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Question on Making Direct-Mail Campaigns Worth The EffortViews: 296
Dec 11, 2006 4:24 am re: re: re: re: re: re: re: re: re: Question on Making Direct-Mail Campaigns Worth The Effort

Lamar Morgan 954-603-7901


You make a good point. There needs to be a reason for the other businesses to care. Why should they bother to post the laminated display card in their store or office? Here are some reasons: 1) It alerts their employees and patrons to a worthwhile bargain that is available only for a limited time. 2) It's attractive and adds to the ambiance of the workspace. 3) I can throw in a few free coupons for chicken, along with the invitation.

With regard to follow-up, I will be contacting all business prospects BEFORE the invitation goes out to alert them that it is coming and to be on the lookout for it. I will also be contacting each prospect AFTER the invitation should have been received to find out what was done with it.

There will be Broaster chicken coupons in local newspaper, gated community magazine and online. These coupons will be designed to draw traffic to this convenience store for this take-out chicken. The store itself will be handing out chicken coupons to every person who purchases gasoline. Keep in mind this convenience store is the ONLY place to purchase gasoline in the entire town. Each coupon is coded to reflect how it was received - at the convenience store, via the local newspaper, through a magazine or online. Obviously, the 50 laminated invitations will simply direct folks to the convenience store. But, I believe this greatly ads to the overall buzz when you have high-traffic businesses displaying your promotion. In fact, I think it lends credibility to the promotion.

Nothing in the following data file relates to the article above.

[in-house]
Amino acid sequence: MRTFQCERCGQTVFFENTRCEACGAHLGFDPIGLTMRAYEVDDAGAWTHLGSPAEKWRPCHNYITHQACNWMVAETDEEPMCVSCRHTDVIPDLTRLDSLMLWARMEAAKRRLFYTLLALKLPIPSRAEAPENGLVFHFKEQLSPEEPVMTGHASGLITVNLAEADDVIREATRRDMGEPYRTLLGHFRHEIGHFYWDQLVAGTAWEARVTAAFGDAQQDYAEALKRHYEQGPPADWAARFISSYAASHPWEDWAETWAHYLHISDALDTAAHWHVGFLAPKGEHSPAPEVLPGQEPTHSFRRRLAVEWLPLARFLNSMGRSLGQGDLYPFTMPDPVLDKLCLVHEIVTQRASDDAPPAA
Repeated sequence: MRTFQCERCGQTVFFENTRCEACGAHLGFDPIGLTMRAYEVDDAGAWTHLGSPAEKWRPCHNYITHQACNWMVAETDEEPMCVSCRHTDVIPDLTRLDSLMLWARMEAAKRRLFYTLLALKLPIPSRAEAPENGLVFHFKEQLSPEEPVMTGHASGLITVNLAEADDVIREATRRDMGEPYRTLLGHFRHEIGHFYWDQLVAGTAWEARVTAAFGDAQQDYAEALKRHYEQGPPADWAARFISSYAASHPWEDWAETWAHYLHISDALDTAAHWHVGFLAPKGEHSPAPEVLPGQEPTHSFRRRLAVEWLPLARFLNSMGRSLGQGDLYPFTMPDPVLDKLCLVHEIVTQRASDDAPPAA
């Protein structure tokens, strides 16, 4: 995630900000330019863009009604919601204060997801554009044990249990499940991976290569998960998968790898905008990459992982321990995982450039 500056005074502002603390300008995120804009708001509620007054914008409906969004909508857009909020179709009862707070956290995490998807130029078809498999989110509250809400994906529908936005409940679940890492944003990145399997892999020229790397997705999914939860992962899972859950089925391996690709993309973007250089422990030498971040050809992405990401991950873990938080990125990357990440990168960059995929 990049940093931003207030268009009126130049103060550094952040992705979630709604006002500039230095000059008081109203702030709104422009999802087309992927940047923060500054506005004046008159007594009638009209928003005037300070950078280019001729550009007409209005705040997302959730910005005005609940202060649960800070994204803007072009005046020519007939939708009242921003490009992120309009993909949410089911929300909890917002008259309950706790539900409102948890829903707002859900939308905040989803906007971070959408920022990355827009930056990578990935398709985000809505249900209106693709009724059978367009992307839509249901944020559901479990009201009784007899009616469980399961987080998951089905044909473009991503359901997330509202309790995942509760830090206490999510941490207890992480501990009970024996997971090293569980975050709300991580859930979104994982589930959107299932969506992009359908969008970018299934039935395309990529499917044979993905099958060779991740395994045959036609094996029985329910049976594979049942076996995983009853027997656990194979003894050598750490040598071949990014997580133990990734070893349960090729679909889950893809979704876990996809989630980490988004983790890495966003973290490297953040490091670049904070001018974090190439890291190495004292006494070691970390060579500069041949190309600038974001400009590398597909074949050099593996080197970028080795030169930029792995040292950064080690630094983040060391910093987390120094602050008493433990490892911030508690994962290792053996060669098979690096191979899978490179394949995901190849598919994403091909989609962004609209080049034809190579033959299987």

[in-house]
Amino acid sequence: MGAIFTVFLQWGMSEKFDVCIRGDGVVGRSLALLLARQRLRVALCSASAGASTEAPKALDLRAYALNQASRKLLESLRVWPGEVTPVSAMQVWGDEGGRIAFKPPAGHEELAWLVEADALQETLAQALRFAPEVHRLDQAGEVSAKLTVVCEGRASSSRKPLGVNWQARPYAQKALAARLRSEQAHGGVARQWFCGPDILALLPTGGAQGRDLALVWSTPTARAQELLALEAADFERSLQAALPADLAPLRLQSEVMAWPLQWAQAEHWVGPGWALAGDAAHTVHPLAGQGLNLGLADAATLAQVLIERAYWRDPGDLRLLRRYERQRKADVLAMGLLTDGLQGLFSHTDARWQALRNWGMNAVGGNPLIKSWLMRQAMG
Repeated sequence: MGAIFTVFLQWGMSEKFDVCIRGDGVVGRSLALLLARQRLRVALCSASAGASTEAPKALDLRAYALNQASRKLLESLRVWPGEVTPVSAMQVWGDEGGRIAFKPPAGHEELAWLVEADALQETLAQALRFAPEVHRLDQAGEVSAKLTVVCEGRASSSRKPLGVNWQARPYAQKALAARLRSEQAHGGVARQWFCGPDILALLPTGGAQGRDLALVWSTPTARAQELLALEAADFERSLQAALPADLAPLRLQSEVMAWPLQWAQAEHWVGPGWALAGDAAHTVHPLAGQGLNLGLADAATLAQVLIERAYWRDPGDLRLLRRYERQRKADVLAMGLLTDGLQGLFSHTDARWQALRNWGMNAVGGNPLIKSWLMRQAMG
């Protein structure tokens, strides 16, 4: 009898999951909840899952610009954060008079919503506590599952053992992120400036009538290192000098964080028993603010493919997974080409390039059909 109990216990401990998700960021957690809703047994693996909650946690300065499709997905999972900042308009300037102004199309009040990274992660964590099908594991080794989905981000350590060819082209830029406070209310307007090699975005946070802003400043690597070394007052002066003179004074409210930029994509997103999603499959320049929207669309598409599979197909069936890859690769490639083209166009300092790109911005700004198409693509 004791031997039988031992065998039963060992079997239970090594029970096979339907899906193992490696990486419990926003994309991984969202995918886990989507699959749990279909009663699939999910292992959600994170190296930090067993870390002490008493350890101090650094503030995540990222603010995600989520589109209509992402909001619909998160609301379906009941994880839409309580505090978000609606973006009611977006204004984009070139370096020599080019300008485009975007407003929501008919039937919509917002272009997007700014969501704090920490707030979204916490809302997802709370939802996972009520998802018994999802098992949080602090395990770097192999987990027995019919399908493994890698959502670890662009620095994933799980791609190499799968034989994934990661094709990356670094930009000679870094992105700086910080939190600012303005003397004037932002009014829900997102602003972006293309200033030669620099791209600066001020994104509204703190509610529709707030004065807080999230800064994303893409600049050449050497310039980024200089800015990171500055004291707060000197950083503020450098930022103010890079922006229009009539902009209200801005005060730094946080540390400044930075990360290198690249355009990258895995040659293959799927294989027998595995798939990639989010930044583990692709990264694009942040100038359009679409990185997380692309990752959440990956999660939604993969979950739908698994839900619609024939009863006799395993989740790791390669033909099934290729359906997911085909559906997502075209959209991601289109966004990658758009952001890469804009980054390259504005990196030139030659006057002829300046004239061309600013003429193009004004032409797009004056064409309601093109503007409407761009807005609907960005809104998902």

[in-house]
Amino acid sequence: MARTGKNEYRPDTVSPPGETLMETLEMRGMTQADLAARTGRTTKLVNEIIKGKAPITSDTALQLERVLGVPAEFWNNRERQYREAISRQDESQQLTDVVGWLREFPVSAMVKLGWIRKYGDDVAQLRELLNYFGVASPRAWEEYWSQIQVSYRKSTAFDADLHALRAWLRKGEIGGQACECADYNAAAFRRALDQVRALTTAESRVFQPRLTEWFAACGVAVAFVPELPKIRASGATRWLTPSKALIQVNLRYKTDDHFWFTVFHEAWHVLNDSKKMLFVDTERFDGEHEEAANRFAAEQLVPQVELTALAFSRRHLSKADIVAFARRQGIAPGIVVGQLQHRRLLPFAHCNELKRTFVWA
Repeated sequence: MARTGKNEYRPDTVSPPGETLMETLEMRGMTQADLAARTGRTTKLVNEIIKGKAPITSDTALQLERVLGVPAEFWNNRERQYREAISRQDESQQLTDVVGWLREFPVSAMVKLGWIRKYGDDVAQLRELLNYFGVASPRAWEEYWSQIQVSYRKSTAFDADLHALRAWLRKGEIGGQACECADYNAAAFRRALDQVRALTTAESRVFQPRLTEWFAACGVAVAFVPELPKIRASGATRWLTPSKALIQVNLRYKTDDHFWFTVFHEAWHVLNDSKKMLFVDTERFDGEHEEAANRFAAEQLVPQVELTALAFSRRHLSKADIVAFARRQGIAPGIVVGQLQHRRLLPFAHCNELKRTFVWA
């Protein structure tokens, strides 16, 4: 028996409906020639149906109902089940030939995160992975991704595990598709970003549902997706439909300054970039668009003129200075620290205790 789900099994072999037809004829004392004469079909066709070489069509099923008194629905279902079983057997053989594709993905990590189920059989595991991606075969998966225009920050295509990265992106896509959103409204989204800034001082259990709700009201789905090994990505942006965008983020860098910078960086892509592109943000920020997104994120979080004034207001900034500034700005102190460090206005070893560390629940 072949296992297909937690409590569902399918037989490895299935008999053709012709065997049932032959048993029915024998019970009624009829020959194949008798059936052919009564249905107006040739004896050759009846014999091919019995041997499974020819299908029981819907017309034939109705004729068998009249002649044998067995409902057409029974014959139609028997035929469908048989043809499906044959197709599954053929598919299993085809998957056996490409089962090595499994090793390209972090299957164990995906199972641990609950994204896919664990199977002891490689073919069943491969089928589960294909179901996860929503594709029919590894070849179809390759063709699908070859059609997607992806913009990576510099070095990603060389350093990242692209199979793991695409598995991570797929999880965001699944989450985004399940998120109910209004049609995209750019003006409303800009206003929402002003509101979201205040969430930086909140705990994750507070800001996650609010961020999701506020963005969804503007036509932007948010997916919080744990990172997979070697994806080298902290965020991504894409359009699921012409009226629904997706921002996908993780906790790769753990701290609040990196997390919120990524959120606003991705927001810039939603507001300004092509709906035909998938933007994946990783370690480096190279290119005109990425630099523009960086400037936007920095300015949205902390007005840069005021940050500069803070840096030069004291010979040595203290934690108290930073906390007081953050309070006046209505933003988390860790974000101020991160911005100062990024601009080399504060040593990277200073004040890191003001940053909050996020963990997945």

Perhaps the most powerful marketing tools is the personal referral. If so, what I am attempting to do is engineer it. When I got a well-known television network to visit my small town earlier this year, I did not make that happen by myself. I made an appeal to many others for assistance. The overwhelming majority of those folks happened to be Ryzers. Most were not even local residents. I did not have to monetarily entice these folks to help me. I simply needed them to believe in the idea I presented to them and act upon it. Have you ever done something simply because you believed it was the right thing to do? People - even businesses - often take action because they believe in a cause - not because the cause pays them. A good example of this is the Special Olympics. People get involved with it because they believe in the good that it does. They don't get involved because there is a monetary kickback. Ryzers around the world demonstrated passion for an idea I shared with them because they happened to believe in it. They helped make "magic" happen for a small town for the first time in the 45-year history of an annual festival. They responded in such massive numbers that the television network - having only four production units with which to cover the entire Western United States - responded. Now, that's amazing. That I believe demonstrates the power of the personal referral when focused and multiplied by a large group of people.

Lamar Morgan
Power Networking - http://www.talkshoe.com/talkshoe/web/talkCast.jsp?masterId=18

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